Still a Little Boy
It’s April and for the last two weeks, it has also been spring officially. It seems that all of humanity takes a deep breath and drinks in the new, fresh smells of grass and flowers, observing how things come to life after a long period of dormancy. I know I did early yesterday evening and the “drink” was glorious.
O.k. – enough with poetic musings. What I want to write about – actually share with you this month – are some thoughts on the situations and events I’ve observed and participated in and how they relate to relationship.
Last week I attended the funeral of a 93 year old man who’d had a “good run.” He’d served his country in World War II, married, raised a family, built a career, contributed time and talent to his church and community – you know all of those “boring, mundane things” that make a life a good one and well lived. He’d had his share of heart breaks and challenges and certainly wasn’t perfect but, like most of his generation (the greatest), he’d get back up, dust himself off, start all over again and work/try harder. A testament to what folks thought about him – and his family – was the fact that well over 100 (perhaps close to 200?) people attended his funeral, many from out of town. This is an amazing fact given that most of his friends had already predeceased him and that the funeral was during the week.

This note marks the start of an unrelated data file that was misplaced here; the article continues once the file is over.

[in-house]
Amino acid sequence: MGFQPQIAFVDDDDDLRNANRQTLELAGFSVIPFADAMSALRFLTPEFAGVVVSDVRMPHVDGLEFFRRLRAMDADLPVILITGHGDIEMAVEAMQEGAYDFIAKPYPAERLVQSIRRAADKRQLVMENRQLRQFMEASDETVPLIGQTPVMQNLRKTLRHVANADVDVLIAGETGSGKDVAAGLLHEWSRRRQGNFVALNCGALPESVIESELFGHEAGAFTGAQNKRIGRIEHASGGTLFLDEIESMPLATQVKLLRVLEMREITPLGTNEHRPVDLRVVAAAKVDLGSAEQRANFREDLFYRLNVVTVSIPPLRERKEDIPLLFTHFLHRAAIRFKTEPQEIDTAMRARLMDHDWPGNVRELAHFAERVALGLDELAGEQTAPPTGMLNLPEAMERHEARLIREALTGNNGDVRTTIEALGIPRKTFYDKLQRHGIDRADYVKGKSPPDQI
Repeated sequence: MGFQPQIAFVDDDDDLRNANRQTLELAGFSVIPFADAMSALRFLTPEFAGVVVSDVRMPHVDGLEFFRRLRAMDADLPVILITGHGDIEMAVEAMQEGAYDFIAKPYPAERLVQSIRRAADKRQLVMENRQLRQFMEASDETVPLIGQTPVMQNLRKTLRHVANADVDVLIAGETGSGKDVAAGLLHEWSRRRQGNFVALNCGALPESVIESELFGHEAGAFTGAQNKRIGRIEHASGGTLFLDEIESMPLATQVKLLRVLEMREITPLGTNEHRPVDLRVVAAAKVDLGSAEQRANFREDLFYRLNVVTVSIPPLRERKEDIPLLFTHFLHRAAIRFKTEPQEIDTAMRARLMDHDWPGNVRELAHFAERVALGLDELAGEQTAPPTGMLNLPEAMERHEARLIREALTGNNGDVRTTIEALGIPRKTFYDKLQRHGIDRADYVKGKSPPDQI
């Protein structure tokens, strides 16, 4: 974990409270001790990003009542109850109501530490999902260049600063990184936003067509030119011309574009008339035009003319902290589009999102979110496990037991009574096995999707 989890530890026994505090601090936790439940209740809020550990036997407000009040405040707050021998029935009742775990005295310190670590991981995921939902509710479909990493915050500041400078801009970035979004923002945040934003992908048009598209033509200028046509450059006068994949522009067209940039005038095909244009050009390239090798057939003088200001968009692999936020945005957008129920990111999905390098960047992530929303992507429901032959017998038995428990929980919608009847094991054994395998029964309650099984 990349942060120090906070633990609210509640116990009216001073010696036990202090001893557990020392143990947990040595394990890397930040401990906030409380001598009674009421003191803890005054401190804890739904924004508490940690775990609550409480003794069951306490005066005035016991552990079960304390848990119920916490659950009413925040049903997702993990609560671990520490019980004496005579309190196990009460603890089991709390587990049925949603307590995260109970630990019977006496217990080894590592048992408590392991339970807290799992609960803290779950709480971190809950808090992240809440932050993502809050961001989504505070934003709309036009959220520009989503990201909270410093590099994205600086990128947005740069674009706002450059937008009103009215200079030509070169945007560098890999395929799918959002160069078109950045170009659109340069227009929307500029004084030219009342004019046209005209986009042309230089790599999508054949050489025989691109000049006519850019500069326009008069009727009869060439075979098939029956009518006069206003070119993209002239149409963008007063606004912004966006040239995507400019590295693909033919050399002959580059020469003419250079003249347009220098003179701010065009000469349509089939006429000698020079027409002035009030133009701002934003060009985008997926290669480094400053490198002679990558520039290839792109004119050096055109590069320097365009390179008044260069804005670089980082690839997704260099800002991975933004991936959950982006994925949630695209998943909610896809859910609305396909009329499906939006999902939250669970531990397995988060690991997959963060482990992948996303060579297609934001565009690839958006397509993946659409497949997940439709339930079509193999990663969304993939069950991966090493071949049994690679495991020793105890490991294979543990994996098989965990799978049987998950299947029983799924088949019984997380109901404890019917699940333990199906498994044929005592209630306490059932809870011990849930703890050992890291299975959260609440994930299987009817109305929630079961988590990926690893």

One of his sons – a man in his 60s – gave one of the eulogies. He shared some stories about his father and family and choked up a few times. The eulogy wasn’t sloppily sentimental but was, rather, more of a love letter from a son to a father. I whispered to my husband, “you’re listening to a little boy who has just lost his daddy.” And, we were.
At the reception after the service, after most guests had left, my husband and I were still lingering and visiting when I glanced over and saw a table where all four of the deceased’s children had finally gotten a moment to sit down and were sitting together, by themselves. In that instance, for one brief moment, I saw them as their parents must have always seen them in their mind’s eye – as the little girls and boys they had birthed, nursed, disciplined, argued with, forgave…and loved.
You see, folks, no matter the circumstances, it doesn’t matter how old you are or your parents are when you lose them, I truly believe that at the very depths of our psyche the child in all of us is the one who mourns that loss the most. I shared this with the 60-something year old son who gave his father’s eulogy as I was offering my condolences and he looked me right in the eye and said, “yes, you are right – you get it,” and gave me a warm, lingering hug of appreciation.